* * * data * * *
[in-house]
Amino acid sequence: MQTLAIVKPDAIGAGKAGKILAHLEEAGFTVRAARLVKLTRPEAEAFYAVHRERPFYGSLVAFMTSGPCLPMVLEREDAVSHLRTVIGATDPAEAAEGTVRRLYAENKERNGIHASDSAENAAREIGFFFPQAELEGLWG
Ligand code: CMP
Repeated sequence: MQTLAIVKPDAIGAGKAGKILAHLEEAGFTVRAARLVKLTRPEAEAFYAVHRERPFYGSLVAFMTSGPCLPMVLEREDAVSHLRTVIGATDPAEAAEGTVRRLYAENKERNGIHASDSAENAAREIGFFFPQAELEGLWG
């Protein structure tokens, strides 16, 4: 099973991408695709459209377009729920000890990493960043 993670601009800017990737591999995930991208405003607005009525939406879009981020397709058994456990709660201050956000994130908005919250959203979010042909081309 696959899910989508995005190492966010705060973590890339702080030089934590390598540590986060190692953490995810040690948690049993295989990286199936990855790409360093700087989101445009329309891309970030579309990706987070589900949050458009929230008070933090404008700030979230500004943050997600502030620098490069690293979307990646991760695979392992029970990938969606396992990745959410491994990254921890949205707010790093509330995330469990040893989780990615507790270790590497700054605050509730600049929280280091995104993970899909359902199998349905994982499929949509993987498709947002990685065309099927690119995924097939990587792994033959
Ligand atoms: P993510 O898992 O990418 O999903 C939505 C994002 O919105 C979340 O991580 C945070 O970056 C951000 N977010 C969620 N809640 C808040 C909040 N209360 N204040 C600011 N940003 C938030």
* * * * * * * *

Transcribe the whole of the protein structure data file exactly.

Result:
[in-house]
Amino acid sequence: MQTLAIVKPDAIGAGKAGKILAHLEEAGFTVRAARLVKLTRPEAEAFYAVHRERPFYGSLVAFMTSGPCLPMVLEREDAVSHLRTVIGATDPAEAAEGTVRRLYAENKERNGIHASDSAENAAREIGFFFPQAELEGLWG
Ligand code: CMP
Repeated sequence: MQTLAIVKPDAIGAGKAGKILAHLEEAGFTVRAARLVKLTRPEAEAFYAVHRERPFYGSLVAFMTSGPCLPMVLEREDAVSHLRTVIGATDPAEAAEGTVRRLYAENKERNGIHASDSAENAAREIGFFFPQAELEGLWG
């Protein structure tokens, strides 16, 4: 099973991408695709459209377009729920000890990493960043 993670601009800017990737591999995930991208405003607005009525939406879009981020397709058994456990709660201050956000994130908005919250959203979010042909081309 696959899910989508995005190492966010705060973590890339702080030089934590390598540590986060190692953490995810040690948690049993295989990286199936990855790409360093700087989101445009329309891309970030579309990706987070589900949050458009929230008070933090404008700030979230500004943050997600502030620098490069690293979307990646991760695979392992029970990938969606396992990745959410491994990254921890949205707010790093509330995330469990040893989780990615507790270790590497700054605050509730600049929280280091995104993970899909359902199998349905994982499929949509993987498709947002990685065309099927690119995924097939990587792994033959
Ligand atoms: P993510 O898992 O990418 O999903 C939505 C994002 O919105 C979340 O991580 C945070 O970056 C951000 N977010 C969620 N809640 C808040 C909040 N209360 N204040 C600011 N940003 C938030």